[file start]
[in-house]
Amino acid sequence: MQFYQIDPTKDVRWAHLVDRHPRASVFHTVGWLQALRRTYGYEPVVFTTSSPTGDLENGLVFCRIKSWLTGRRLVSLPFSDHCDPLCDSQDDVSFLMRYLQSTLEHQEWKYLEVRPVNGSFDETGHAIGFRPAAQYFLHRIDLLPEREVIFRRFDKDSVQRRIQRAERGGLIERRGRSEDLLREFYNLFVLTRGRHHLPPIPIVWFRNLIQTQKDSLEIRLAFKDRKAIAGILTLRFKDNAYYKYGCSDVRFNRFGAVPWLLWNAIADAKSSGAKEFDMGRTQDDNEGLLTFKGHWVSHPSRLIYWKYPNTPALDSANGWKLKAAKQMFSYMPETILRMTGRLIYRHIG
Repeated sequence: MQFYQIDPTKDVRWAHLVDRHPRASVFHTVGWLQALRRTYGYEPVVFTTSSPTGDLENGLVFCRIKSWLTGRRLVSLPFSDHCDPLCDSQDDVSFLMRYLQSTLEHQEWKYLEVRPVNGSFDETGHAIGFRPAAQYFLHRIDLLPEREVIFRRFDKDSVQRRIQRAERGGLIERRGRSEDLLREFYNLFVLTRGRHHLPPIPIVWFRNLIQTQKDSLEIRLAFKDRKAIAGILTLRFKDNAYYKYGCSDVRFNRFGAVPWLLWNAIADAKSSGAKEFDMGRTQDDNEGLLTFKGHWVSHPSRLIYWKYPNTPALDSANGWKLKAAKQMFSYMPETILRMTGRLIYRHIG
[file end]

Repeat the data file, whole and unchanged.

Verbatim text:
[in-house]
Amino acid sequence: MQFYQIDPTKDVRWAHLVDRHPRASVFHTVGWLQALRRTYGYEPVVFTTSSPTGDLENGLVFCRIKSWLTGRRLVSLPFSDHCDPLCDSQDDVSFLMRYLQSTLEHQEWKYLEVRPVNGSFDETGHAIGFRPAAQYFLHRIDLLPEREVIFRRFDKDSVQRRIQRAERGGLIERRGRSEDLLREFYNLFVLTRGRHHLPPIPIVWFRNLIQTQKDSLEIRLAFKDRKAIAGILTLRFKDNAYYKYGCSDVRFNRFGAVPWLLWNAIADAKSSGAKEFDMGRTQDDNEGLLTFKGHWVSHPSRLIYWKYPNTPALDSANGWKLKAAKQMFSYMPETILRMTGRLIYRHIG
Repeated sequence: MQFYQIDPTKDVRWAHLVDRHPRASVFHTVGWLQALRRTYGYEPVVFTTSSPTGDLENGLVFCRIKSWLTGRRLVSLPFSDHCDPLCDSQDDVSFLMRYLQSTLEHQEWKYLEVRPVNGSFDETGHAIGFRPAAQYFLHRIDLLPEREVIFRRFDKDSVQRRIQRAERGGLIERRGRSEDLLREFYNLFVLTRGRHHLPPIPIVWFRNLIQTQKDSLEIRLAFKDRKAIAGILTLRFKDNAYYKYGCSDVRFNRFGAVPWLLWNAIADAKSSGAKEFDMGRTQDDNEGLLTFKGHWVSHPSRLIYWKYPNTPALDSANGWKLKAAKQMFSYMPETILRMTGRLIYRHIG